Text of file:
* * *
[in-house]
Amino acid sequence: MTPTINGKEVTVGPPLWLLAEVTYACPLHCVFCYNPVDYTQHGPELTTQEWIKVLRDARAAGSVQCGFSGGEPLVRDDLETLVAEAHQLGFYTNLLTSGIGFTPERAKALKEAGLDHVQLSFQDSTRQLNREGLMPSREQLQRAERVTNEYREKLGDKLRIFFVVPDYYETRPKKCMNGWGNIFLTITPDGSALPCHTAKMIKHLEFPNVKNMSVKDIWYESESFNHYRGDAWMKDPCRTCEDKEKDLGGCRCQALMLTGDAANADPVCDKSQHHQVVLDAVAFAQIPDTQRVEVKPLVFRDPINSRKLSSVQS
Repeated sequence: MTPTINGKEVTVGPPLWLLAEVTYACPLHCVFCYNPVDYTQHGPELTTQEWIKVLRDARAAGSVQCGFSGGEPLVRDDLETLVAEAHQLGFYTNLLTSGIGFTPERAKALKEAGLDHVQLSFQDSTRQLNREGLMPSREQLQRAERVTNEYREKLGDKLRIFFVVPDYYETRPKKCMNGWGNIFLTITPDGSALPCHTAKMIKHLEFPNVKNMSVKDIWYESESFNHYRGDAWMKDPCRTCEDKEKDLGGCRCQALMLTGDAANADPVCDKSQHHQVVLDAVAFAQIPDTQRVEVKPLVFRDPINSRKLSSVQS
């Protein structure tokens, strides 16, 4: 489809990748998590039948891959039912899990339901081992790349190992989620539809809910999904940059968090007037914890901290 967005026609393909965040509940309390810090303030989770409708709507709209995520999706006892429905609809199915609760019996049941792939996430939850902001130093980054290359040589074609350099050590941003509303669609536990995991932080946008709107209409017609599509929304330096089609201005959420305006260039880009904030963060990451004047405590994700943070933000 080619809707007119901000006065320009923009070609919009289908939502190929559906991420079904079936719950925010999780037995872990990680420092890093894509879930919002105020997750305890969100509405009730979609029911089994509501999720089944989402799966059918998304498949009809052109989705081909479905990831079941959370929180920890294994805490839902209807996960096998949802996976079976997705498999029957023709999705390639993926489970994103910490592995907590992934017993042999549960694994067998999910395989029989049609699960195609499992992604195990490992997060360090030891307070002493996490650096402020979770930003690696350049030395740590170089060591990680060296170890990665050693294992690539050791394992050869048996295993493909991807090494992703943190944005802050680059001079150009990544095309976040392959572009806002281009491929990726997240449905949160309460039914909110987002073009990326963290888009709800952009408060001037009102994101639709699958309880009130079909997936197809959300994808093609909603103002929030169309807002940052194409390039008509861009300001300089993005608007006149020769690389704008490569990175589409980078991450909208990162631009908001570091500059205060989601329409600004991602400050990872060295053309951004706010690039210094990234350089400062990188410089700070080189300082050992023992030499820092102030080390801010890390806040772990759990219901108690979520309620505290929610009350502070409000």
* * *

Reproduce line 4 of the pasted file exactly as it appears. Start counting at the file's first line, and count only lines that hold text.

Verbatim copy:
């Protein structure tokens, strides 16, 4: 489809990748998590039948891959039912899990339901081992790349190992989620539809809910999904940059968090007037914890901290 967005026609393909965040509940309390810090303030989770409708709507709209995520999706006892429905609809199915609760019996049941792939996430939850902001130093980054290359040589074609350099050590941003509303669609536990995991932080946008709107209409017609599509929304330096089609201005959420305006260039880009904030963060990451004047405590994700943070933000 080619809707007119901000006065320009923009070609919009289908939502190929559906991420079904079936719950925010999780037995872990990680420092890093894509879930919002105020997750305890969100509405009730979609029911089994509501999720089944989402799966059918998304498949009809052109989705081909479905990831079941959370929180920890294994805490839902209807996960096998949802996976079976997705498999029957023709999705390639993926489970994103910490592995907590992934017993042999549960694994067998999910395989029989049609699960195609499992992604195990490992997060360090030891307070002493996490650096402020979770930003690696350049030395740590170089060591990680060296170890990665050693294992690539050791394992050869048996295993493909991807090494992703943190944005802050680059001079150009990544095309976040392959572009806002281009491929990726997240449905949160309460039914909110987002073009990326963290888009709800952009408060001037009102994101639709699958309880009130079909997936197809959300994808093609909603103002929030169309807002940052194409390039008509861009300001300089993005608007006149020769690389704008490569990175589409980078991450909208990162631009908001570091500059205060989601329409600004991602400050990872060295053309951004706010690039210094990234350089400062990188410089700070080189300082050992023992030499820092102030080390801010890390806040772990759990219901108690979520309620505290929610009350502070409000």